Nine months ago we published a blog called ‘How to prevent agencies self-destructing.’ Judging by the large number of responses it received, it hit a nerve with our creative, branding, marketing and advertising agency audiences.
It featured renowned agency consultant Michael Farmer, author of Madison Avenue Manslaughter, who states in vivid terms the way fee-cutting clients are triggering a decline of agencies.
He is scathing in his remarks.
Perhaps the most constructive way of looking at it is to step back and acknowledge that the world has indeed changed. But this doesn’t mean inevitable doom. As with all changes, it means that gaps in the market open up, and a new breed of agency will move into them.
This week we asked some agency founders to think back to the time they set up their agency, to see how gaps in the market encouraged their move. The results were enlightening. The first is a clear example of spotting a market gap and doing what you enjoy:
Max Clark, Co-Founder, Marketecture / Upp B2B
“When we first set up the agency in 2003*, specialist ‘pure’ B2B agencies were few on the ground. As founders, our backgrounds were all 100% B2B and we saw a gap for a niche specialist that really understood the often complex B2B buying environment. We were hugely passionate B2B marketers, driven by a desire to elevate B2B marketing from its positioning as consumer marketing’s less sexy poor relation.
“We’ve learnt many lessons along the way and seen the agency market change beyond recognition in the last decade. Almost 15 years on, would we do it all again? Hell yeh! Running a busy agency isn’t for the faint-hearted and it can be all-life- consuming, but what’s better than doing something you still love day in day out?”
* [Marketecture now ‘Upp B2B’ following a merger with Clock Creative last year].
Here’s another response, also based on market gap opportunities. This one emphasises the need to offer strategic consultancy rather than merely tactical projects:
Richard Burnett, MD, Excentra
“I set Excentra up due to the siloed nature of the marketing industry, eg SEO agencies, inbound agencies and web agencies, and we learnt first-hand that this didn’t serve the end customer well. Agencies never immersed themselves enough in the business strategy and were too busy trying to gain new clients, resulting in poor client retention.”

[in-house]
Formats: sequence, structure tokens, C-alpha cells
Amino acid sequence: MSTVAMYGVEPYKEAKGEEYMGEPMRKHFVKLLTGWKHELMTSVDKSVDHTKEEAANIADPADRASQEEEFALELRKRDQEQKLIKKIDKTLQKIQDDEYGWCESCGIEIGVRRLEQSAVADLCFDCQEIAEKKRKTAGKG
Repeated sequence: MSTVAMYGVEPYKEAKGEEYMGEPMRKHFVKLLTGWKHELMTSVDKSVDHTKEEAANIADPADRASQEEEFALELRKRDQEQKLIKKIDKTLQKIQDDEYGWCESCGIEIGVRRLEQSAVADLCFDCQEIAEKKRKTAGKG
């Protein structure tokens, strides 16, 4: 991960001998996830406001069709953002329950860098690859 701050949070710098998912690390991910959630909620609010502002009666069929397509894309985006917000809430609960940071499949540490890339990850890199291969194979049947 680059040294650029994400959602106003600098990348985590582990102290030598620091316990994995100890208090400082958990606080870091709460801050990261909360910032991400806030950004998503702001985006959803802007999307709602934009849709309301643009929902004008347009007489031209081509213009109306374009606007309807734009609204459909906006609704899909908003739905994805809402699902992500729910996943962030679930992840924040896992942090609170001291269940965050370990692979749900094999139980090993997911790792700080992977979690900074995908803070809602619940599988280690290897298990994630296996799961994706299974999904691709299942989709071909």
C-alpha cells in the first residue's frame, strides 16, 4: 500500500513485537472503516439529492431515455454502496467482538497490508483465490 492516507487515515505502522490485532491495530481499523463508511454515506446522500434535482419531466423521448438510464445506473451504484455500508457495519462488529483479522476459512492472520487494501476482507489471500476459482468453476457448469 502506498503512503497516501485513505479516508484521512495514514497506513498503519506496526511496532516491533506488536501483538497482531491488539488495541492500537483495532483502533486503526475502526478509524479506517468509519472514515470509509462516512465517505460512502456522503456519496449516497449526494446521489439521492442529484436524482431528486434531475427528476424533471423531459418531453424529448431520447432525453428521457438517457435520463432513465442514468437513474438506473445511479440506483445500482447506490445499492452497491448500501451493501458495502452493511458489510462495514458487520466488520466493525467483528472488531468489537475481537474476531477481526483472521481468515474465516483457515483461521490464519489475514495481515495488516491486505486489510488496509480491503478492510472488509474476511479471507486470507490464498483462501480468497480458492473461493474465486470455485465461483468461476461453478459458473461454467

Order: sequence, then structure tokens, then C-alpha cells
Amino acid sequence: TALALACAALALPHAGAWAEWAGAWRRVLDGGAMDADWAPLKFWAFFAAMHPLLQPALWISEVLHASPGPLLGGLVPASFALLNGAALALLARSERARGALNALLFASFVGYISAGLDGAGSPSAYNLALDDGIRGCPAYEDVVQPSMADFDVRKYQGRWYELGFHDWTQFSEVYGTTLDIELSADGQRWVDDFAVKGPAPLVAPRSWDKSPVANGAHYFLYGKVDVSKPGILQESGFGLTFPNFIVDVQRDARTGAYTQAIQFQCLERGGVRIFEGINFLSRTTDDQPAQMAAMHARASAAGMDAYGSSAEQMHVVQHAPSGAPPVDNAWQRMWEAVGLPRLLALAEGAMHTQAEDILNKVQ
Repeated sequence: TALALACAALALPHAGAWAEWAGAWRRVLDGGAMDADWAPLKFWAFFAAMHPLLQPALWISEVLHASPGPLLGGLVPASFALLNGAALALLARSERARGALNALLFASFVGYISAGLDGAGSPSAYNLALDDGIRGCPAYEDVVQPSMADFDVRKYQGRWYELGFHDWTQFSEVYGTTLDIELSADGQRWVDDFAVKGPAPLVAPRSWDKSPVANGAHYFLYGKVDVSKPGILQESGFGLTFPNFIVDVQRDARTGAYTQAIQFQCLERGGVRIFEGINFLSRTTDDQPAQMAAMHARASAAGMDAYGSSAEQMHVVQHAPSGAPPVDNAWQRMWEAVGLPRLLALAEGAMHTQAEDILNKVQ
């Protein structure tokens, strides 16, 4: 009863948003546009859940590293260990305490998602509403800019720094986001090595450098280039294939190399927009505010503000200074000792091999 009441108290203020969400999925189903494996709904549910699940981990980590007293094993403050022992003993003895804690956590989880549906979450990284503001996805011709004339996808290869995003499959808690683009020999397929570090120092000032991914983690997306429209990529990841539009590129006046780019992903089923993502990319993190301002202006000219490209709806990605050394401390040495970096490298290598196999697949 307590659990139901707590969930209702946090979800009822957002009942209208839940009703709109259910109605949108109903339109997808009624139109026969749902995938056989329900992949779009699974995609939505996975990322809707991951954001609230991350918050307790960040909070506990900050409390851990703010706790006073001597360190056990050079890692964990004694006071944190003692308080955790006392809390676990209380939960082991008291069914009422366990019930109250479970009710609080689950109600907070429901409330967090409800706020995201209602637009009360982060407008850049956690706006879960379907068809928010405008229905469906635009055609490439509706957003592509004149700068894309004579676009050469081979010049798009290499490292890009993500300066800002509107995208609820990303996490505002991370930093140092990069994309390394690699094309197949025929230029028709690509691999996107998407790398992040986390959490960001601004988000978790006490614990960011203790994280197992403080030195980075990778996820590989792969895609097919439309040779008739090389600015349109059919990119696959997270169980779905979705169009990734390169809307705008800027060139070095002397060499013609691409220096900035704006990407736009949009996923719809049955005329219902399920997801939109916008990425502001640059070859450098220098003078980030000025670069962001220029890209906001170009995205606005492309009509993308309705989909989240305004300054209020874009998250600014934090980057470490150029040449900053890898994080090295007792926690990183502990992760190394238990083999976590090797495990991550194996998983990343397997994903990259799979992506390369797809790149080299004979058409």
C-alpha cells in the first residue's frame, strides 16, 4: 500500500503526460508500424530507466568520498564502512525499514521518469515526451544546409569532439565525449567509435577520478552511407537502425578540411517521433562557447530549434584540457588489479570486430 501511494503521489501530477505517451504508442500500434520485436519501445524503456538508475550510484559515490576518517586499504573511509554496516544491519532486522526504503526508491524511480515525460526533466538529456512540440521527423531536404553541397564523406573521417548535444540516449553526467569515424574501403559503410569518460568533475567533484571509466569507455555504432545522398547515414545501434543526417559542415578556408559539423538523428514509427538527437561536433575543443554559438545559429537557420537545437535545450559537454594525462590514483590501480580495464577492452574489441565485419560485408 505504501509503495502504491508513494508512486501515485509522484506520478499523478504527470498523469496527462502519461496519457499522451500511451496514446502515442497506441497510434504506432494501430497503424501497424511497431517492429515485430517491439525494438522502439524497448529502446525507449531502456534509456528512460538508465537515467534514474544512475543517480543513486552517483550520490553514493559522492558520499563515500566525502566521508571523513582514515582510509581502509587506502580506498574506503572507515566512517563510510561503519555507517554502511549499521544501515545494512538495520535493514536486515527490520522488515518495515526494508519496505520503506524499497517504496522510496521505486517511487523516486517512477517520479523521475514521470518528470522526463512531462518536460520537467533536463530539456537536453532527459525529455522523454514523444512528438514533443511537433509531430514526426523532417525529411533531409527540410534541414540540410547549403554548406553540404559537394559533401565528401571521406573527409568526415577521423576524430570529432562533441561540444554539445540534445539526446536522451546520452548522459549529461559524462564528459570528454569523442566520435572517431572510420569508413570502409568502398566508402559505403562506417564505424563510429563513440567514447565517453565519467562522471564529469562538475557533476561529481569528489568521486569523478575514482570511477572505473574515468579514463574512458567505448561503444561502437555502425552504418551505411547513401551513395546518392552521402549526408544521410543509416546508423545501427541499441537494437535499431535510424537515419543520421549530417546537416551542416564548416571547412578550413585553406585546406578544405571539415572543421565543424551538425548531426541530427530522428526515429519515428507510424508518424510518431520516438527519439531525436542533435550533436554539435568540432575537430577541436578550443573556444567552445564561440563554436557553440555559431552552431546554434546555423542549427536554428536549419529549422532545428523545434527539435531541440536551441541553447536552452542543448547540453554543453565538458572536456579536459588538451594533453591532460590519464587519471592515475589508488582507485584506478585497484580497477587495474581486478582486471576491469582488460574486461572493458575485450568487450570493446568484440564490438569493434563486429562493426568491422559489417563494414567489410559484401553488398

Our next contributor cites his main driver as his passion for creativity, not merely for creativity for the sake of it but as the ideal communication bridge between brand and customer. He thinks this is something not every agency quite gets – hence a gap in the market:
Mark Beaumont, Founder, Dinosaur
“I was working at an agency as a senior creative where creativity was valued. So far so good. Then the agency merges/gets taken over and the new owners make it clear very quickly that they find creativity (and creatives) to be an annoyance. Interesting. I’m firmly in the camp that creativity ie inventive and imaginative ideas is what makes living so much fun. And in a commercial context, the perfect way to communicate between company and customer.”
And our next agency founder spotted the gap in the market when digital was first emerging:
Phil Robinson, Founder, ClickThrough
ClickThrough saw from the outset the revolution that digital was going to make in marketing, and the huge positive effect it would make to clients’ businesses.
This was a gap in the market. To make sure they kept a leadership position in it they made sure they never lost their focus on making a difference for the client, monitoring results closely, asking clients for feedback and building trust.
This combination of delivering results and building trust has given them their mission: “Become the UK’s most recommended performance-led digital marketing agency.”
But the most succinct response from the founders we contacted had this to say about the gap they saw in the market:
Julie Clare, Chief Executive, Clear B2B
“I thought I could do it better.”
Michael Farmer believes that the answer is for agencies to think more like a consultancy than a creator of campaigns. They need to be ‘consultancies with creative capabilities’. He points out how management consultancies generate fees at five times head costs while agencies are paid at around a 2.2 multiple.
In his book, he lists several solutions including:
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